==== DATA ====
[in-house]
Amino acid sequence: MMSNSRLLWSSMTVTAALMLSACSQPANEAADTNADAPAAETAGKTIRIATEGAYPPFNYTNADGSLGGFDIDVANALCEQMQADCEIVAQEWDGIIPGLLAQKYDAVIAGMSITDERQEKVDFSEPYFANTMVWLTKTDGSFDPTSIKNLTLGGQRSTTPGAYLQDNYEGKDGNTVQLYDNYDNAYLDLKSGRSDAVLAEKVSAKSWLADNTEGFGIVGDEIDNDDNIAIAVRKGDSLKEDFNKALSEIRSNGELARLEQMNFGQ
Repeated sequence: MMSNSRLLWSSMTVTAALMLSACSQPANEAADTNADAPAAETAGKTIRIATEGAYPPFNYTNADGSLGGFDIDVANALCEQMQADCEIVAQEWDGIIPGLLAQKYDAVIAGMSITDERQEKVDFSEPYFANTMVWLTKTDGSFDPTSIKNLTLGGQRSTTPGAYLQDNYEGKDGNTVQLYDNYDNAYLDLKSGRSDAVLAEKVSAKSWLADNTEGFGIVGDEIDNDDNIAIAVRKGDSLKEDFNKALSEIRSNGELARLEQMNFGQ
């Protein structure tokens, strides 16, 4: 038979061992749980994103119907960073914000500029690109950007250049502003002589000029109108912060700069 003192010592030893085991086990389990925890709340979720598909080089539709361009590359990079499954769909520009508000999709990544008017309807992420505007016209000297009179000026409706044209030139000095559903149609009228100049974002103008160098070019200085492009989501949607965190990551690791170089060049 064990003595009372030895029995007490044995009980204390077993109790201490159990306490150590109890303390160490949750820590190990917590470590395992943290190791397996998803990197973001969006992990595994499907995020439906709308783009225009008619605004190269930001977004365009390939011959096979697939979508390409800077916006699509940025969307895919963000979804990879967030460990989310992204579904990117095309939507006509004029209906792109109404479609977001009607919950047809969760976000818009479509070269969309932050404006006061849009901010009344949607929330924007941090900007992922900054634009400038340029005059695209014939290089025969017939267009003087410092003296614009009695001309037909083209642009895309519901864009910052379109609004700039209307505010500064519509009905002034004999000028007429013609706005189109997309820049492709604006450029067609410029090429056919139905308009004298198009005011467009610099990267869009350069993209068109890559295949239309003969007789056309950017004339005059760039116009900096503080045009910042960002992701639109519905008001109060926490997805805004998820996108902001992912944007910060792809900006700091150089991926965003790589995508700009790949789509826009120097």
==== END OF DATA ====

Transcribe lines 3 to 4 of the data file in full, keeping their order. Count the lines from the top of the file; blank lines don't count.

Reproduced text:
Repeated sequence: MMSNSRLLWSSMTVTAALMLSACSQPANEAADTNADAPAAETAGKTIRIATEGAYPPFNYTNADGSLGGFDIDVANALCEQMQADCEIVAQEWDGIIPGLLAQKYDAVIAGMSITDERQEKVDFSEPYFANTMVWLTKTDGSFDPTSIKNLTLGGQRSTTPGAYLQDNYEGKDGNTVQLYDNYDNAYLDLKSGRSDAVLAEKVSAKSWLADNTEGFGIVGDEIDNDDNIAIAVRKGDSLKEDFNKALSEIRSNGELARLEQMNFGQ
């Protein structure tokens, strides 16, 4: 038979061992749980994103119907960073914000500029690109950007250049502003002589000029109108912060700069 003192010592030893085991086990389990925890709340979720598909080089539709361009590359990079499954769909520009508000999709990544008017309807992420505007016209000297009179000026409706044209030139000095559903149609009228100049974002103008160098070019200085492009989501949607965190990551690791170089060049 064990003595009372030895029995007490044995009980204390077993109790201490159990306490150590109890303390160490949750820590190990917590470590395992943290190791397996998803990197973001969006992990595994499907995020439906709308783009225009008619605004190269930001977004365009390939011959096979697939979508390409800077916006699509940025969307895919963000979804990879967030460990989310992204579904990117095309939507006509004029209906792109109404479609977001009607919950047809969760976000818009479509070269969309932050404006006061849009901010009344949607929330924007941090900007992922900054634009400038340029005059695209014939290089025969017939267009003087410092003296614009009695001309037909083209642009895309519901864009910052379109609004700039209307505010500064519509009905002034004999000028007429013609706005189109997309820049492709604006450029067609410029090429056919139905308009004298198009005011467009610099990267869009350069993209068109890559295949239309003969007789056309950017004339005059760039116009900096503080045009910042960002992701639109519905008001109060926490997805805004998820996108902001992912944007910060792809900006700091150089991926965003790589995508700009790949789509826009120097």